It was a case of police abuse that riveted the nation. Videotaped violence, under the cloak of darkness, at the hands of uniformed cops. Cries for reform and soul searching in the halls of power. Ultimately, the political pressure prompted the big-city mayor to abandon re-election plans.
Was this Baltimore in 2015? No. The death of Freddie Gray while in police custody prompted Mayor Stephanie Rawlings-Blake to forgo a re-election campaign, but there was no videotape. Cleveland in 2017? Not hardly. Mayor Frank Jackson was re-elected, even after the police killing of Tamir Rice, a 12-year-old carrying a pellet gun in a public park.
The case in question occurred in Los Angeles, circa 1992. Riots erupted after a jury with no African-American members acquitted four white cops despite videotaped evidence they brutally beat Rodney King, an African-American motorist. Longtime Mayor Tom Bradley decided to step down.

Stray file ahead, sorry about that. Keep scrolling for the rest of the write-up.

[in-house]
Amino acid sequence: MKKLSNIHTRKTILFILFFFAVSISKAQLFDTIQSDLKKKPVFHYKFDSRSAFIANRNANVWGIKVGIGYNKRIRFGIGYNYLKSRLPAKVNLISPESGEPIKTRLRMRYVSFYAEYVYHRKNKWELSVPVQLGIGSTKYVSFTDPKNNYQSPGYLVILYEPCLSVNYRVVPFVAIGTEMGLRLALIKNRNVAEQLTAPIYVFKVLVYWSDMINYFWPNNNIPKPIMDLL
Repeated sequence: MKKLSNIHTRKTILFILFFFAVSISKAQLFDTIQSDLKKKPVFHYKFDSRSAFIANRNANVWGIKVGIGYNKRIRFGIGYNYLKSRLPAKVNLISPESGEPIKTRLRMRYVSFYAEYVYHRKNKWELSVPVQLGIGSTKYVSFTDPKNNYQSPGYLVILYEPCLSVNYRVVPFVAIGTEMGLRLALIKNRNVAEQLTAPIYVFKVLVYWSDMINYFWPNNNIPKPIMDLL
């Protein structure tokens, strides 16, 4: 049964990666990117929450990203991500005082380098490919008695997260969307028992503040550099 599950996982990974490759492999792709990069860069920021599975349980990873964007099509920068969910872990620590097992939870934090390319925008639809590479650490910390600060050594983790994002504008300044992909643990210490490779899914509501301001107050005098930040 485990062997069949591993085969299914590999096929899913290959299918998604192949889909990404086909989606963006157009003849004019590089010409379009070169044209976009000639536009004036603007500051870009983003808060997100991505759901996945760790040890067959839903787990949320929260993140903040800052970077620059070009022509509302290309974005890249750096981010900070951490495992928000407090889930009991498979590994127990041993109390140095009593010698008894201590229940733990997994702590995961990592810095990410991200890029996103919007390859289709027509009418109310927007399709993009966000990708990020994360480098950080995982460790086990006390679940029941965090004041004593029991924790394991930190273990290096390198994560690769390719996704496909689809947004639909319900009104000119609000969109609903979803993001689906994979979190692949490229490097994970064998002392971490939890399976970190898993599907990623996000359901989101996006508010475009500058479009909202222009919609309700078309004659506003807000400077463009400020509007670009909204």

More than a quarter century after the King riots, violence in the streets remains a defining issue in mayoral elections across the country. Chicago Mayor Rahm Emanuel is not immune, and he seems to know it. When thousands of people marched down the Dan Ryan Expressway last weekend, the protest signaled that street violence and police reform will be defining issues of Chicago’s 2019 mayoral campaign.